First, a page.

“I presold Kama Sutra to four countries in Europe, and found a new investor along the way, from Japan. That’s how we did this film. Very purposefully avoiding American finance. Because I had a pretty bad experience with Hollywood. So I didn’t want to deal with an American distributor until the film was completed.

“In India, there was an absolute bidding war,” boasts Nair, only to retreat. “I shouldn’t say that, because a lot of it came with conditions— ‘Get the damn thing censored and we’ll release it.’ So I sold it to the guy who was unconditionally for it while it was in the thick of the censor battle.

“The most important thing for me is creative control,” she adds. “Making a film is just too obsessive and too difficult to then have some person tell you what to do when you’re actually in the battlefield.”

India has one of the world’s largest film industries, and some of Nair’s films have done well there. Yet she doesn’t expect ever to work within the Bombay studio system known as “Bollywood,” which produces mostly musicals on romantic themes. “I have concrete offers to work within the industry,” she says, “if I wanted to make that kind of film. But that kind of filmmaking—I mean, I just have a different point of view.”

Though filmed on location in India, Kama Sutra relied on American independent-film veterans like cinematographer Declan Quinn (who shot Leaving Las Vegas) and production designer Mark Friedberg. The film’s principal actors are of Indian heritage, but are all based in either the United States or Britain: Indira Varma, Ramon Tikaram, Sarita Choudhury (who appeared in Mississippi Masala), and Naveen Andrews (who plays Kip in The English Patient).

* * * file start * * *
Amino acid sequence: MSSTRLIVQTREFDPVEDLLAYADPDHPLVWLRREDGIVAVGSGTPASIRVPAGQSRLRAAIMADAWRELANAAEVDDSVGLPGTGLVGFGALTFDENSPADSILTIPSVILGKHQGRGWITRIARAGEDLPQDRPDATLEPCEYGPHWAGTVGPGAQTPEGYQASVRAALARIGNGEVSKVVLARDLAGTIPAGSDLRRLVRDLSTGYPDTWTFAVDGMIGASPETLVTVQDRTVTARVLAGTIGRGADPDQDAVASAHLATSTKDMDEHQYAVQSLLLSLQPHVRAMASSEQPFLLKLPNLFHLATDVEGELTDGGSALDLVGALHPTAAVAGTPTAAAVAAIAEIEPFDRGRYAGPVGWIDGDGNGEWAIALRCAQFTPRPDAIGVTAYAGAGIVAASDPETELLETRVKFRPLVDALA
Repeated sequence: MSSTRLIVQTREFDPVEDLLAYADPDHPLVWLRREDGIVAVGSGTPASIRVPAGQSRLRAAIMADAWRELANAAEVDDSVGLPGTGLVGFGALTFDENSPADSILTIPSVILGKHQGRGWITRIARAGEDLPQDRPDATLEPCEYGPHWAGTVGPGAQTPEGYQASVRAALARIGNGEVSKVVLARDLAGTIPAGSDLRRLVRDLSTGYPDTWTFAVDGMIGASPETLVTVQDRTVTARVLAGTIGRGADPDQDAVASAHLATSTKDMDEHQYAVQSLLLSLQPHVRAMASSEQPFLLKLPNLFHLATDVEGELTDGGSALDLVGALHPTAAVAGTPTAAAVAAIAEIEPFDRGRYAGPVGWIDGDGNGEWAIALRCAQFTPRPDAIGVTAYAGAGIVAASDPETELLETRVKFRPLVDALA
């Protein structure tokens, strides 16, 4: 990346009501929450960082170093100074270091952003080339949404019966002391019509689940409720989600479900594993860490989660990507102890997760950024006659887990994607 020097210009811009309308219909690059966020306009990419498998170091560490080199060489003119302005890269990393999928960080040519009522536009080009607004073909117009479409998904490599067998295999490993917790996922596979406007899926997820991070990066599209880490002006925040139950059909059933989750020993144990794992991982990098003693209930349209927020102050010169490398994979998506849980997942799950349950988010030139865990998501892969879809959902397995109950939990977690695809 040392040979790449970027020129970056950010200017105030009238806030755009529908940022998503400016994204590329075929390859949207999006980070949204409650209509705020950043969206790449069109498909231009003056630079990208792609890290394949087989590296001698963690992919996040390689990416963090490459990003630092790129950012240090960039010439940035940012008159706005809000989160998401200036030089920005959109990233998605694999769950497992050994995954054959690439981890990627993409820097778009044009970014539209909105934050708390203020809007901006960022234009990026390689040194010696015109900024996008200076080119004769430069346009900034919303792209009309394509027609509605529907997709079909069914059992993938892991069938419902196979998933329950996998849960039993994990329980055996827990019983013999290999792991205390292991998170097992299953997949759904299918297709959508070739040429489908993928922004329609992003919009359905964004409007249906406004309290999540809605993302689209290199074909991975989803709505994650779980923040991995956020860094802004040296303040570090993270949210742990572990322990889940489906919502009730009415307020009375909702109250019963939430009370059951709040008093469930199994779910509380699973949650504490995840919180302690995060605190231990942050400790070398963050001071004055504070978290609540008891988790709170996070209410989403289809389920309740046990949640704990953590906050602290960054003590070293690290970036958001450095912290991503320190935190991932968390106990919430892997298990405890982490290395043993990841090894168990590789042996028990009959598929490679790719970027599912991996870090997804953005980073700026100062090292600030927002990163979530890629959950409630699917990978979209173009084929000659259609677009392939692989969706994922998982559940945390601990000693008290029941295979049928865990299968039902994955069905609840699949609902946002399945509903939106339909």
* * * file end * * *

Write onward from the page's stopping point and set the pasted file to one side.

Nair says she didn’t begin by eliminating performers who live in India. “I must have looked at 1,500 women, Indian and Asian actresses, all over this country, England, India. And I found who I did. It’s a tough call. It’s very hard to find young actors who can play half-child, half-woman, who can carry a whole film, and were comfortable with the nudity and sensuality in a very direct, unabashed way.”

“Some of the recognized stars that exist there,” she admits, “I was not so interested in. The look is very different, more bimbette-pretty rather than intelligent. So I didn’t even look that much in the film industry. Actors are cast there to sing and dance, and if it so happens that you can emote, it’s fantastic. But it’s not really a requirement.”

The sumptuous, boldly art-directed Kama Sutra has a look a musical might well envy, but Nair still thinks in terms of documentary. “I called it an opulent Salaam Bombay!, in that it had to feel real,” she says. “The background had to smell

of reality.”

“I’m very interested in making something as dense visually as possible,” she continues. “And in the writing of the piece I always try to capture the inexplicability of everyday life, the ambiguities of it rather than the Hollywood-machine manipulation. But I’m much more interested now in using those influences in fiction. It doesn’t interest me that much to return to the street. I’d rather do heightened realism, or magical realism.”

“I’m much more inspired working in the real places. The film was a direct countering of the sort of papier-mâché historical epic that you are spooned. I wasn’t interested in that.”

Nair is also not especially interested in another encounter with Hollywood, although she still receives scripts regularly from her American agent. On this publicity tour, she says, she has abandoned unpromising screenplays at virtually every hotel. Of making any of these scripts, she laughs, “I just can’t imagine it.”—Mark Jenkins